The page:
100 W Capitol Ave – Beemer-Bartlett Eye Doctors
Built by H.R. Horner in 1889, the Horner-Hyde House is associated with two important citizens of Pierre, Henry Horner, who built the house, and Charles Lee Hyde, a member of the locally prominent Hyde family, which had such an influence on the development of the area.
The house is a large, impressive two-and-one-half story Queen Anne with ornate details such as a cross-gabled roof, delicate decorative detailing and shingles in the gables, one-over-one windows, and a bay window on the east façade. The interior of the home contains a unique granite fireplace made entirely from a single boulder. The Horner-Hyde House sits on a hill overlooking the notable historic commercial area of Pierre, the Upper Pierre Street Commercial Historic District.
Henry Horner, a 27 year-old attorney, moved to Pierre in 1881 and quickly became one of the leading citizens of the city and county. Horner and L.W. Wakefield founded a law firm and were active in local Republican politics. Horner later formed a partnership with Robert W. Stewart that became one of the best-known firms in the territory. The firm still exists today as May, Adam, Gerdes, and Thompson and is the oldest law firm in the State. Horner was also the official reporter for the State Supreme Court from 1898 to 1913, invested heavily in both commercial and residential real estate, and was one of the founders of Pierre National Bank — now BankWest. Elected to the State Senate in 1892 and 1896, he served as chairman of the committee on railroads and was a member of the Judiciary, Public Printing, Apportionment, Public Health, and Immigration standing committees.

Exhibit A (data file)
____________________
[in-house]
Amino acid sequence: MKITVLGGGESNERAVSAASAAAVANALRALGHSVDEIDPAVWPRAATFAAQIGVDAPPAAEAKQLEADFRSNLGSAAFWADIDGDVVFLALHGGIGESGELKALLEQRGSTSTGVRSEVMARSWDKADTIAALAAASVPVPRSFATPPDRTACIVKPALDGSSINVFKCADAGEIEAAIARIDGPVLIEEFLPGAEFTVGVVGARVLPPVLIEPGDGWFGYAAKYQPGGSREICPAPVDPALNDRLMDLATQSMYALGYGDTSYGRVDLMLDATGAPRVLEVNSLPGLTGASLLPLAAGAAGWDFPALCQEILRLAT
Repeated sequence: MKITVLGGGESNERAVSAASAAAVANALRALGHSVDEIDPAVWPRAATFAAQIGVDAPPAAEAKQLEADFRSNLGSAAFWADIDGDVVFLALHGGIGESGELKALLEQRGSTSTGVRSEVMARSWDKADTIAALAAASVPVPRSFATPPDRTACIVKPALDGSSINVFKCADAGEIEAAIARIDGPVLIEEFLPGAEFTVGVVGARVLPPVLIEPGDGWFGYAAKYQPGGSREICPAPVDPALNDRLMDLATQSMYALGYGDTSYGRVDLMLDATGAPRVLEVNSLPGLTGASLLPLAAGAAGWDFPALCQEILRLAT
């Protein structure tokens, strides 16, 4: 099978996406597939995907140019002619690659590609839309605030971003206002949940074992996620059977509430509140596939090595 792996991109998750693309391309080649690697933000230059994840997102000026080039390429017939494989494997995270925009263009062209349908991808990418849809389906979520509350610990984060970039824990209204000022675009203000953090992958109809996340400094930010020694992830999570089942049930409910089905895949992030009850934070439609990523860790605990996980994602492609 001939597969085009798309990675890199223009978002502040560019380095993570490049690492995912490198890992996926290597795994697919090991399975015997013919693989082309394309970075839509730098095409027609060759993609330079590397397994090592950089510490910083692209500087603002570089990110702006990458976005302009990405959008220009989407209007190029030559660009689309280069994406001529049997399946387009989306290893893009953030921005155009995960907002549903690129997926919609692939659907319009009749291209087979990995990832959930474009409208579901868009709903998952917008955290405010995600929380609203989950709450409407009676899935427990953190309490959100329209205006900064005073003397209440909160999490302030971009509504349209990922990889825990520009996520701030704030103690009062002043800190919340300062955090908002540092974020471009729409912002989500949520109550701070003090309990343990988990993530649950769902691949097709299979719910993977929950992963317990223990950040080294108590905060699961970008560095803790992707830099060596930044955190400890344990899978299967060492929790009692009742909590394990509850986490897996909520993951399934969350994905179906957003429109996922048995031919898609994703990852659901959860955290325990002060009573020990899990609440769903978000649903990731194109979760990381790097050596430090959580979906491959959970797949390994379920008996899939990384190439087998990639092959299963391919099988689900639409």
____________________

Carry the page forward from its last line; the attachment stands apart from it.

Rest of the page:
In 1889, Horner began building the house at the corner of Grand and Capitol. Between 1892 and 1911, he made several improvements to the property. Horner died of the flu in 1930, and in 1934, his widow sold the house for $10,000 to Charles (Charley) Lee and Florence Hyde.
Charles (Charley) Hyde was the son of the notable Charles Hyde who developed much of Upper Pierre Street. The Hydes became one of the wealthiest families in the State. Charles managed the family’s farms and other extensive real estate holdings. During the 1930s, he bought distressed farms and sold them back to the original owners on an easy contract. He also managed the Grand Theatre in Pierre and served as State director of the Theatre Owners Association of America. He expanded his father’s holdings and was responsible for constructing or financing many of the commercial ventures in the city. Going into politics, he was elected to the State Senate on the Republican ticket in 1928 and 1930 and in 1942 to the State House of Representatives.
While a legislator, Charley Hyde was very active promoting child welfare, agriculture, commerce, and highway and aviation improvement. Over the years, he was a member of the Agriculture, Banks and Banking; Child Welfare; Highways and Aviation; Incorporations; Capitol Buildings and Grounds; Federal Regulations; Military Affairs; Apportionment; Mines and Mining; and Indian Affairs committees. He also chaired the State Board for the Rehabilitation of the Blind under four governors. A committeeman for the Boy Scouts of America for 22 years, he helped organize the Pierre Boys Club. In another demonstration of his commitment to helping young people, he hired local farm boys and provided them with living quarters as they attended high school in Pierre. Because of his contributions to the community, Hyde received the first “Pop Warner Worker of the Month” award for outstanding volunteer work. The Dakota Sioux Tribe adopted Hyde as an honorary chief in 1937. He was a life member of the State Historical Society.
The home was purchased and restored by Dr. Doug Beemer in 1989, and is currently in use as his professional office.